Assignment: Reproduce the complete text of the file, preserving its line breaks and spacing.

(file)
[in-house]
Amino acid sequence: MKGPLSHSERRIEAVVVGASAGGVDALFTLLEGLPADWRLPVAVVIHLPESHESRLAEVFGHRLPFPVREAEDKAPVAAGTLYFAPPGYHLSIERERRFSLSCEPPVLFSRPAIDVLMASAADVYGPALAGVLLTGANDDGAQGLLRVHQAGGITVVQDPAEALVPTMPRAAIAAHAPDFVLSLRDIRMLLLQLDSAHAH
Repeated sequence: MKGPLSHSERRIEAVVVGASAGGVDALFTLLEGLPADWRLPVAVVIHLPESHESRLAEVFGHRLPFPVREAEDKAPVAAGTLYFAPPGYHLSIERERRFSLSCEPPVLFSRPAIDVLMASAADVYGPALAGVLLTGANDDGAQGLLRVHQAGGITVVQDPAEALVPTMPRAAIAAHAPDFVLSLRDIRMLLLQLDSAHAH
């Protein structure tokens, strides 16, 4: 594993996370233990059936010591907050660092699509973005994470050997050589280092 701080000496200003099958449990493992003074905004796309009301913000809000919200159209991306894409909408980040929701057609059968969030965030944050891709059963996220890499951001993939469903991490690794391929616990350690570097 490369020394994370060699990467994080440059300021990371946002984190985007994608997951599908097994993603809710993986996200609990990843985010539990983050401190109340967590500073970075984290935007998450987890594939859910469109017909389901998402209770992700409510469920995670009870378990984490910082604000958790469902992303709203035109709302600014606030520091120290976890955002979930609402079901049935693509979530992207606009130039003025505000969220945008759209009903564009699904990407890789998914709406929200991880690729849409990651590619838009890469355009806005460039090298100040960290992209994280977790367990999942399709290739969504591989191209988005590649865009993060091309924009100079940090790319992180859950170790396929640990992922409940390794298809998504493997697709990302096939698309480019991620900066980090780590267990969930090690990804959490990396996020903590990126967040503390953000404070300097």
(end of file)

[in-house]
Amino acid sequence: MKGPLSHSERRIEAVVVGASAGGVDALFTLLEGLPADWRLPVAVVIHLPESHESRLAEVFGHRLPFPVREAEDKAPVAAGTLYFAPPGYHLSIERERRFSLSCEPPVLFSRPAIDVLMASAADVYGPALAGVLLTGANDDGAQGLLRVHQAGGITVVQDPAEALVPTMPRAAIAAHAPDFVLSLRDIRMLLLQLDSAHAH
Repeated sequence: MKGPLSHSERRIEAVVVGASAGGVDALFTLLEGLPADWRLPVAVVIHLPESHESRLAEVFGHRLPFPVREAEDKAPVAAGTLYFAPPGYHLSIERERRFSLSCEPPVLFSRPAIDVLMASAADVYGPALAGVLLTGANDDGAQGLLRVHQAGGITVVQDPAEALVPTMPRAAIAAHAPDFVLSLRDIRMLLLQLDSAHAH
């Protein structure tokens, strides 16, 4: 594993996370233990059936010591907050660092699509973005994470050997050589280092 701080000496200003099958449990493992003074905004796309009301913000809000919200159209991306894409909408980040929701057609059968969030965030944050891709059963996220890499951001993939469903991490690794391929616990350690570097 490369020394994370060699990467994080440059300021990371946002984190985007994608997951599908097994993603809710993986996200609990990843985010539990983050401190109340967590500073970075984290935007998450987890594939859910469109017909389901998402209770992700409510469920995670009870378990984490910082604000958790469902992303709203035109709302600014606030520091120290976890955002979930609402079901049935693509979530992207606009130039003025505000969220945008759209009903564009699904990407890789998914709406929200991880690729849409990651590619838009890469355009806005460039090298100040960290992209994280977790367990999942399709290739969504591989191209988005590649865009993060091309924009100079940090790319992180859950170790396929640990992922409940390794298809998504493997697709990302096939698309480019991620900066980090780590267990969930090690990804959490990396996020903590990126967040503390953000404070300097």